It's a hot summer day in 1933 in South Philly, where 12-year old Gennaro lives with his widowed mom and his ailing grandpa, who sits outside holding tight to his last quarter, which he's ... See full summary »
Mary Elizabeth Mastrantonio,
Frank Keller is a New York detective investigating a case of a serial killer who finds the victims through the lonely hearts column in newspapers. Keller falls in love with Helen, the main suspect in the case.Written by
Sami Al-Taher <firstname.lastname@example.org>
The film was released a year after Irish rock band The Adventurers had released in 1988 an unrelated album called "The Sea of Love". See more »
(at around 1h 06 mins) When Helen says "Look, why don't you come over to my house tonight for dinner...'' you can clearly see Frank's right hand reaching for his right shoe to lace it. Then you see Frank's right knee when he is putting his leg down. See more »
Frank Keller Sr.:
[a poem by Frank's mother written in 1934 while she was in high school]
I live alone within myself, like a hut within the woods; I keep my heart high upon the shelf, barren of other goods; I need another's arms to reach for it, and place it where it belongs. I need another's touch and smile, to fill my hut with songs.
See more »
Several scenes featuring Lorraine Bracco as Al Pacino's wife were cut before release and reinserted for the film television premiere. These additions were all included on the Universal Thrillers VHS edition of the film. They are as follows: 1) Frank sees a suspicious man on the street and calls for back-up from a nearby pay phone. It is revealed that this man is a personal bodyguard for a child at a nearby school. Parts of this scene were included in the original theatrical trailer. 2) The complete scene with Lorraine Bracco in which she pleads with Frank to stop bothering her and her husband. She also reveals that she is pregnant. 3) Frank comes home to his apartment and is surprised by his father, played by William Hickey, who is already in the apartment. His father tells him about an old partner who just passed away. See more »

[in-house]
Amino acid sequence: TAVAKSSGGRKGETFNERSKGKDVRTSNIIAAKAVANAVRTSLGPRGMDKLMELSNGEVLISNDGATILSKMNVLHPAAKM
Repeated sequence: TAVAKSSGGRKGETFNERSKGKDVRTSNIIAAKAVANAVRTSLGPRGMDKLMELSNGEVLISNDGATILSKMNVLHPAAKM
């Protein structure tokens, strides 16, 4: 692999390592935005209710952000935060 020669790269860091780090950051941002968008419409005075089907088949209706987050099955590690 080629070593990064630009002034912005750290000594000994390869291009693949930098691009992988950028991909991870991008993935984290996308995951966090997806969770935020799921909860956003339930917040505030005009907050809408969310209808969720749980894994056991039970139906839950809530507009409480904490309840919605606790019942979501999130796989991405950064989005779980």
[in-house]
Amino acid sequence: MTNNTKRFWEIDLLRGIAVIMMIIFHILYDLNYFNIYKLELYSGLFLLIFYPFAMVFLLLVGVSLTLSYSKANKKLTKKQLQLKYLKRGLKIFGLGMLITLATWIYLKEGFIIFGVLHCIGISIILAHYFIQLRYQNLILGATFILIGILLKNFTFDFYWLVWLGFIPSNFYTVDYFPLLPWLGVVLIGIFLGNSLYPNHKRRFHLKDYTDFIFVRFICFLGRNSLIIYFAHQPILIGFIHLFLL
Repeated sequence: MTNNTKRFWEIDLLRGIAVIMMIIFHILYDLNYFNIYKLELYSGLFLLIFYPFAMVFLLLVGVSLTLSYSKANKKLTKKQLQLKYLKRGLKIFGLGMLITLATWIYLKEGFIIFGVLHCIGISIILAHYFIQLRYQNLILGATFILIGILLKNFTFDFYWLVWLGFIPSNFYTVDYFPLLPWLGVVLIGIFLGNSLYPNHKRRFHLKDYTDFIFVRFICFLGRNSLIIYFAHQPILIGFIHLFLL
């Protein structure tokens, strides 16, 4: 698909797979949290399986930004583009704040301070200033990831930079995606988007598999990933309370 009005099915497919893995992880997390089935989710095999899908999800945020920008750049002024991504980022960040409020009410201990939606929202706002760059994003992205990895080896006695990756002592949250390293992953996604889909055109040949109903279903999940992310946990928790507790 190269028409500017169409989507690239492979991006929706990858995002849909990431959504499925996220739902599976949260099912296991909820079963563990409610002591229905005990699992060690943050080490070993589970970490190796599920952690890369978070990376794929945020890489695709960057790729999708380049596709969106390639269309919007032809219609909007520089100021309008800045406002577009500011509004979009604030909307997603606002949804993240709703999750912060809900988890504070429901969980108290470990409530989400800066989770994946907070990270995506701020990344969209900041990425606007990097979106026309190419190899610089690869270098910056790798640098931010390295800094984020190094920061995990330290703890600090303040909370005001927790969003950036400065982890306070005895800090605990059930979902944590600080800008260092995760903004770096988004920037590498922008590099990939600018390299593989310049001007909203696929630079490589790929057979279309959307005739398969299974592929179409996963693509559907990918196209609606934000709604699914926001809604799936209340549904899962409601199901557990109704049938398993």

Sea of Love is directed by Harold Becker and written by Richard Price. It stars Al Pacino, Ellen Barkin, John Goodman, Michael Rooker and William Hickey. Music is by Trevor Jones and Ronnie Taylor is the cinematographer. Plot has Pacino as New York Police Detective Frank Keller, a borderline alcoholic and lonely after his wife left him for one of his colleagues. Tracking a serial killer of men, an investigation set-up leads him to date a number of women with the idea of obtaining forensic evidence off of the wine glasses. One of these women is sultry blonde, Helen Cruger (Barkin), who Frank starts to have a passionate relationship with ..
The erotic thriller is a tough premise to get right on film, so many elements have to fall in to place for the film to win over critics and film goers alike. Chemistry of lead cast members, a gripping plot, plausible outcome, and so on. Too many over the years have failed miserably at it, resorting to either gratuitous tactics or simple star casting to entice the paying public in to the theatre. Sea of Love is not a complete success, but it's certainly one of the best of its type. Were it not for a weak murder motive that's not fully explored, resulting in something of an unsatisfying finale, we would probably be talking about Sea of Love being the template movie for the erotic thriller.
All else that leads up to the last 15 minutes is sizzling, Barkin and Pacino spark in every scene they share, where even with the sex scenes, the fact that Barkin towers over Pacino doesn't detract from the sexual chemistry, it adds to it. It's smart, too, that we don't see Barkin for the first third of the movie, the anticipation builds up and thankfully upon arriving into the picture she doesn't disappoint. Goodman is ebullient and makes a good foil for Pacino's haggard life sucks act, his Sherman an easy to get on side with character.
The guessing game at the heart of the plot is well handled by the makers, there's no stupid giveaways or overkill of red herrings, while the edgy lonely hearts basis for both the killings and the investigative trap is nicely written by Richard Price. Fusing both loneliness and sexual needs together as one, Becker is able to get much emotional mileage out of the story. If only the ending could have made good on the promise shown. Come the last 15 minutes the "is she or isn't she the killer?" factor has run out of steam, with what follows inducing cries of "oh, is that it?"- instead of- "oh my god!". Damn shame that. 7.5/10
3 of 3 people found this review helpful.
Was this review helpful to you?
| Report this